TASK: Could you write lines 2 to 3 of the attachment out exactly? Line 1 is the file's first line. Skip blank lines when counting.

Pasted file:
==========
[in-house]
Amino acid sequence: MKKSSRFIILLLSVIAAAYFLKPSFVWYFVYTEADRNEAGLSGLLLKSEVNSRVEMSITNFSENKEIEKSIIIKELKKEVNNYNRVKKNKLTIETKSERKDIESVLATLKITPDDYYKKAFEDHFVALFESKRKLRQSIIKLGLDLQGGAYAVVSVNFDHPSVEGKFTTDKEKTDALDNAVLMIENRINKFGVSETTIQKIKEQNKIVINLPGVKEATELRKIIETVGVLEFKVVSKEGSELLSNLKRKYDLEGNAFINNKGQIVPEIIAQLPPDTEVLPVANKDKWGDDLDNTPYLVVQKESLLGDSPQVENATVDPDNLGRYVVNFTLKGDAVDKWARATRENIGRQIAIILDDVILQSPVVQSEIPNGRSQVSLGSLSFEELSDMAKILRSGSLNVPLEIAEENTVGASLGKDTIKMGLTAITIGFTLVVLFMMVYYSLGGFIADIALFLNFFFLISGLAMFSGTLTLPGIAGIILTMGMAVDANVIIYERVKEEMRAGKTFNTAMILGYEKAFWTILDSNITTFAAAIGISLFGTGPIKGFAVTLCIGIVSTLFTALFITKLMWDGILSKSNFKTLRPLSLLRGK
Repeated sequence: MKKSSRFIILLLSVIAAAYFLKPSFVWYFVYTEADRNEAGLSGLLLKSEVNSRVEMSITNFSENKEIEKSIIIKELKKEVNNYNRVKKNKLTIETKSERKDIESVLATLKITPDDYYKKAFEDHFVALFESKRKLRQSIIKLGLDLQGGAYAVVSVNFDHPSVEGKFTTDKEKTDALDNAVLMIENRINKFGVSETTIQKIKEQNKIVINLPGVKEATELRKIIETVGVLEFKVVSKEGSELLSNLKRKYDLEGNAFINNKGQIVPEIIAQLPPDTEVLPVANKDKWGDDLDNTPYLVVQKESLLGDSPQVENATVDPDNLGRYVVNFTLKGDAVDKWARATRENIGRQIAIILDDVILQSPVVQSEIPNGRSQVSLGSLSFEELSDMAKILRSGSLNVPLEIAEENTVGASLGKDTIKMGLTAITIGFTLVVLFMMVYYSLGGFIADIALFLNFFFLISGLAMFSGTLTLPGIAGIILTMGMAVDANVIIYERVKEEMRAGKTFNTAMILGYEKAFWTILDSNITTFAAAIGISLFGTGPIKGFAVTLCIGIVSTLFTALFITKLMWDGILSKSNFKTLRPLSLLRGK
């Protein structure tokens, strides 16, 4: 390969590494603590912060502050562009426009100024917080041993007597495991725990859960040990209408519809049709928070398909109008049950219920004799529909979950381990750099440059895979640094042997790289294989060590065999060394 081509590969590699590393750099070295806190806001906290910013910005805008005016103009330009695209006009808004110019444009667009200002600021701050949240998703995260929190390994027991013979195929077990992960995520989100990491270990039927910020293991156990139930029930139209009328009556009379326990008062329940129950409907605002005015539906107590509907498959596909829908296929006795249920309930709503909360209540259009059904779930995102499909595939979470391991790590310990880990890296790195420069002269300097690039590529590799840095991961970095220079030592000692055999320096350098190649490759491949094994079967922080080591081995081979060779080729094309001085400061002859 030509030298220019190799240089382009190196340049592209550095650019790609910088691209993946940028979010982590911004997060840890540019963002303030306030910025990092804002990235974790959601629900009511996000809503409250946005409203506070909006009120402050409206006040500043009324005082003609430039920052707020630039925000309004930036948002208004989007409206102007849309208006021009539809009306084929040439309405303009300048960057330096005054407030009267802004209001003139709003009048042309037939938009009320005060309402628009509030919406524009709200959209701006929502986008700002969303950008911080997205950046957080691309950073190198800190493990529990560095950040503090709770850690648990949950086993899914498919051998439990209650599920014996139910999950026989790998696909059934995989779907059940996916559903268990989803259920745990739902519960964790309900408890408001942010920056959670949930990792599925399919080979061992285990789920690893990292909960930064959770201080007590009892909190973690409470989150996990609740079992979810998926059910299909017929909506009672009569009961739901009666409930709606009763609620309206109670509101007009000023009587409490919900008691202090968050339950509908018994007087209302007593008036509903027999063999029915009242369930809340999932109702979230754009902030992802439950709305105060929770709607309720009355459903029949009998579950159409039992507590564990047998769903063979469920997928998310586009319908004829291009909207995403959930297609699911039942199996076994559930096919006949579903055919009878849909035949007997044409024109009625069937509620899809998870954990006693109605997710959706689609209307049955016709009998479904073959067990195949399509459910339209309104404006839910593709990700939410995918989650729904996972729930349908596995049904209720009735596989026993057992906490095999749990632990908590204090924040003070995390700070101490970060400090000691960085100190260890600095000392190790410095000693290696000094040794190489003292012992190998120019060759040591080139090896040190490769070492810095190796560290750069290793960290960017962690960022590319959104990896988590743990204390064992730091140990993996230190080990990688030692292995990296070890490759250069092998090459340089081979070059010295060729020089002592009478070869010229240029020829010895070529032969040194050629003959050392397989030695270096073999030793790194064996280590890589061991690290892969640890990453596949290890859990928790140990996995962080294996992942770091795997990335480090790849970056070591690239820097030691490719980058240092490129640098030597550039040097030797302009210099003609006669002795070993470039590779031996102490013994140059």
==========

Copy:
Amino acid sequence: MKKSSRFIILLLSVIAAAYFLKPSFVWYFVYTEADRNEAGLSGLLLKSEVNSRVEMSITNFSENKEIEKSIIIKELKKEVNNYNRVKKNKLTIETKSERKDIESVLATLKITPDDYYKKAFEDHFVALFESKRKLRQSIIKLGLDLQGGAYAVVSVNFDHPSVEGKFTTDKEKTDALDNAVLMIENRINKFGVSETTIQKIKEQNKIVINLPGVKEATELRKIIETVGVLEFKVVSKEGSELLSNLKRKYDLEGNAFINNKGQIVPEIIAQLPPDTEVLPVANKDKWGDDLDNTPYLVVQKESLLGDSPQVENATVDPDNLGRYVVNFTLKGDAVDKWARATRENIGRQIAIILDDVILQSPVVQSEIPNGRSQVSLGSLSFEELSDMAKILRSGSLNVPLEIAEENTVGASLGKDTIKMGLTAITIGFTLVVLFMMVYYSLGGFIADIALFLNFFFLISGLAMFSGTLTLPGIAGIILTMGMAVDANVIIYERVKEEMRAGKTFNTAMILGYEKAFWTILDSNITTFAAAIGISLFGTGPIKGFAVTLCIGIVSTLFTALFITKLMWDGILSKSNFKTLRPLSLLRGK
Repeated sequence: MKKSSRFIILLLSVIAAAYFLKPSFVWYFVYTEADRNEAGLSGLLLKSEVNSRVEMSITNFSENKEIEKSIIIKELKKEVNNYNRVKKNKLTIETKSERKDIESVLATLKITPDDYYKKAFEDHFVALFESKRKLRQSIIKLGLDLQGGAYAVVSVNFDHPSVEGKFTTDKEKTDALDNAVLMIENRINKFGVSETTIQKIKEQNKIVINLPGVKEATELRKIIETVGVLEFKVVSKEGSELLSNLKRKYDLEGNAFINNKGQIVPEIIAQLPPDTEVLPVANKDKWGDDLDNTPYLVVQKESLLGDSPQVENATVDPDNLGRYVVNFTLKGDAVDKWARATRENIGRQIAIILDDVILQSPVVQSEIPNGRSQVSLGSLSFEELSDMAKILRSGSLNVPLEIAEENTVGASLGKDTIKMGLTAITIGFTLVVLFMMVYYSLGGFIADIALFLNFFFLISGLAMFSGTLTLPGIAGIILTMGMAVDANVIIYERVKEEMRAGKTFNTAMILGYEKAFWTILDSNITTFAAAIGISLFGTGPIKGFAVTLCIGIVSTLFTALFITKLMWDGILSKSNFKTLRPLSLLRGK